Freewill theists need to be more flexible about universal quantifiers ("all"). They seize on pas/panta to prooftext universal atonement, yet that's frequently employed as a hyperbolic or idiomatic generality. To take some Johannine examples:
"Early in the morning he came again to the temple. All the people came to him, and he sat down and taught them" (Jn 8:2).
Does this mean every human being came to the temple that morning to hear Jesus?
How about: "All who came before me are thieves and robbers, but the sheep did not listen to them" (Jn 10:8).
Is Jesus saying all the OT prophets were thieves and robbers? Hardly.
Or this: "By this all people will know that you are my disciples, if you have love for one another" (Jn 13:35).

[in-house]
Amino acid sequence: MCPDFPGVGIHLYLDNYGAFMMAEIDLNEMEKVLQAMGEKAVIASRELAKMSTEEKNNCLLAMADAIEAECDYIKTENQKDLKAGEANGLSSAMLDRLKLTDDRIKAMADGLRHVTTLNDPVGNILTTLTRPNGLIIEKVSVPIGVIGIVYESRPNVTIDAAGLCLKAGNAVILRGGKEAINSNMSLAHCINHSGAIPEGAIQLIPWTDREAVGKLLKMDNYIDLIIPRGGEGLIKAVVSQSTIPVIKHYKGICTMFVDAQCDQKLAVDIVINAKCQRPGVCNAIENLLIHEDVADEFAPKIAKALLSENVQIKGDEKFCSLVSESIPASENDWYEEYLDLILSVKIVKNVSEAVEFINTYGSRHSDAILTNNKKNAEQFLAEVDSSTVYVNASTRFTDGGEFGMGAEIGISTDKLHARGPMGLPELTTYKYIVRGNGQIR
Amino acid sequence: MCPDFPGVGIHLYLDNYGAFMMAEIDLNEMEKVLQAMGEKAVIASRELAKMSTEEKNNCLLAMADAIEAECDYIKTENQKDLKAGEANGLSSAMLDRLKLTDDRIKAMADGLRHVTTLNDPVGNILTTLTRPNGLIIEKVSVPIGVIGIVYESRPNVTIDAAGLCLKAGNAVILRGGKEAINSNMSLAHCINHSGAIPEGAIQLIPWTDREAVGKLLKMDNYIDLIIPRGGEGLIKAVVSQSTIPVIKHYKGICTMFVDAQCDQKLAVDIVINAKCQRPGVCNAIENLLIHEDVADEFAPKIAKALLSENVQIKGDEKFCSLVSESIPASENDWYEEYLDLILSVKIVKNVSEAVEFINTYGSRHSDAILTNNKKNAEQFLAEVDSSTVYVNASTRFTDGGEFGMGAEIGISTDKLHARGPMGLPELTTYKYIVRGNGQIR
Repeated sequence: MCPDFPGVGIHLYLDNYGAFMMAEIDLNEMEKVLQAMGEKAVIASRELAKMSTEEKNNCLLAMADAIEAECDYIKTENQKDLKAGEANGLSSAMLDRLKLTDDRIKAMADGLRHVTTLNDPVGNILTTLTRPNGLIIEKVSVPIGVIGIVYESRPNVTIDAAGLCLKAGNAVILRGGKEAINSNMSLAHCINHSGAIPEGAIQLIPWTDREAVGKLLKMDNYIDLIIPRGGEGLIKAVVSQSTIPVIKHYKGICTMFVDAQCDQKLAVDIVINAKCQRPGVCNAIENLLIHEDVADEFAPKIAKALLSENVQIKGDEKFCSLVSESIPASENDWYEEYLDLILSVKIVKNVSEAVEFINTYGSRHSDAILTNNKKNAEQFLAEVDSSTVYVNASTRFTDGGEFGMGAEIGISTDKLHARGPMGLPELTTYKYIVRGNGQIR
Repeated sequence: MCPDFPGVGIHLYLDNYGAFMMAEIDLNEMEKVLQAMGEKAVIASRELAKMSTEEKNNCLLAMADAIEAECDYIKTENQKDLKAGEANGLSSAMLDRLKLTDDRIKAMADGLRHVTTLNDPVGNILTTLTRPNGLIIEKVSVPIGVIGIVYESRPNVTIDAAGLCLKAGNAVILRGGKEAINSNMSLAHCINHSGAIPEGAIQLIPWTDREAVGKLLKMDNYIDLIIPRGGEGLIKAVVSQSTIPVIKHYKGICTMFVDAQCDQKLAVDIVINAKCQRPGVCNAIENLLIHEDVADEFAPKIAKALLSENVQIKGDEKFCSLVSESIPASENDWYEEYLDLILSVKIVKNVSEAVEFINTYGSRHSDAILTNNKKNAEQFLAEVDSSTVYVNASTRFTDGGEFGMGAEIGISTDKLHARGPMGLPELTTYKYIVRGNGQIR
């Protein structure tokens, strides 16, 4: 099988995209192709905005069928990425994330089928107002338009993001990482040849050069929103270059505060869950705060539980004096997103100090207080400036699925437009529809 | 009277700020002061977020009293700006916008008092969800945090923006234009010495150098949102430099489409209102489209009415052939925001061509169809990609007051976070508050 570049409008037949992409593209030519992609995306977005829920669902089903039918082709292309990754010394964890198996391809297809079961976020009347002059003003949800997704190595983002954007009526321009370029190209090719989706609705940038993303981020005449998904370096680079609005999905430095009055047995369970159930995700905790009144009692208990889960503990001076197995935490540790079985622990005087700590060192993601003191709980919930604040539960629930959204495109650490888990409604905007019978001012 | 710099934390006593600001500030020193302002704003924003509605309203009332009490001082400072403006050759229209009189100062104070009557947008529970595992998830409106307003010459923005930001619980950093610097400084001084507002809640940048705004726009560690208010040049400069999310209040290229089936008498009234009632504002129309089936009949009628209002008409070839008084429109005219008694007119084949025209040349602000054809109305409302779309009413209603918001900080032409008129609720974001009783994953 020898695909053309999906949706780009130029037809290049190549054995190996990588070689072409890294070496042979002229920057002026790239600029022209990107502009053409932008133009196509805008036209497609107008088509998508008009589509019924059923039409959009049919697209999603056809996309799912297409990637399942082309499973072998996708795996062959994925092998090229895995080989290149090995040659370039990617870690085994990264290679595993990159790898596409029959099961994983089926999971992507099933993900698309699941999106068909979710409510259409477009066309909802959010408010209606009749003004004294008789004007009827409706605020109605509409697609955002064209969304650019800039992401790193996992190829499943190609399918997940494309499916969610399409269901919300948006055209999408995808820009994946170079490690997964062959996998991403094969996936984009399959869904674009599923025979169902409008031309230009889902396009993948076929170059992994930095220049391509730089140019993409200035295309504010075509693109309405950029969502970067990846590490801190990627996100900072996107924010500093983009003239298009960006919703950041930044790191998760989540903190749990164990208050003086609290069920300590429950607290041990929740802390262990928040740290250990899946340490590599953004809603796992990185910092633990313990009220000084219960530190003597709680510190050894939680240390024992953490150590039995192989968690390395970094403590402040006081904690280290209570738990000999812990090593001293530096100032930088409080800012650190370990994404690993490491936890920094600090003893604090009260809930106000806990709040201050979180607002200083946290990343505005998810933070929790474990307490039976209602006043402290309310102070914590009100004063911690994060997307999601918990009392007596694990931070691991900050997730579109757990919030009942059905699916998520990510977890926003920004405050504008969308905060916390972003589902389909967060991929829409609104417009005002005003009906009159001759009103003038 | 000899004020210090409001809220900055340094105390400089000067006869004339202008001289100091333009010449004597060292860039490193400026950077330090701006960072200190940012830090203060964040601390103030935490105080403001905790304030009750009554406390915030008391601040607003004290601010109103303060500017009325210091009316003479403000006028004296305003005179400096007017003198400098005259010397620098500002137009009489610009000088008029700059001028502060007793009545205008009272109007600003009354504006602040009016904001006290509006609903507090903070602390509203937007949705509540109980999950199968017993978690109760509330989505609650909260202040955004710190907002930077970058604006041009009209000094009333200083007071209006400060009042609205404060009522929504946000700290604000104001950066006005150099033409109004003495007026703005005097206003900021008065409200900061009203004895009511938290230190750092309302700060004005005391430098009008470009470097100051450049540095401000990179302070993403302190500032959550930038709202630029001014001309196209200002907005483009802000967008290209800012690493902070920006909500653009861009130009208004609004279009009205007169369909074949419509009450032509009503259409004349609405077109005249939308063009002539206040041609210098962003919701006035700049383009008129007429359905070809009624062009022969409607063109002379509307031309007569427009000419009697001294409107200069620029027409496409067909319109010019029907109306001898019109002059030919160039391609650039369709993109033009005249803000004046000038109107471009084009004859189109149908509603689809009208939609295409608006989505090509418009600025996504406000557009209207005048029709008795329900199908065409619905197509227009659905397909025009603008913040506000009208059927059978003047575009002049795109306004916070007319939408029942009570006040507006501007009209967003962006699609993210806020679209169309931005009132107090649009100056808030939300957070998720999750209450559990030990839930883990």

Does every human being know that? What about people who don't know any Christians?
Or this: "Jesus answered him, 'I have spoken openly to the world. I have always taught in synagogues and in the temple, where all Jews come together. I have said nothing in secret'" (Jn 18:20).
Did that include Jews living in the Diaspora (e.g. Rome, Alexandria)?
What about: "And they came to John and said to him, 'Rabbi, he who was with you across the Jordan, to whom you bore witness—look, he is baptizing, and all are going to him'" (Jn 3:26).
Or this: "Come, see a man who told me all that I ever did. Can this be the Christ?" (Jn 4:29).
Or this: "So when he came to Galilee, the Galileans welcomed him, having seen all that he had done in Jerusalem at the feast. For they too had gone to the feast" (Jn 4:45).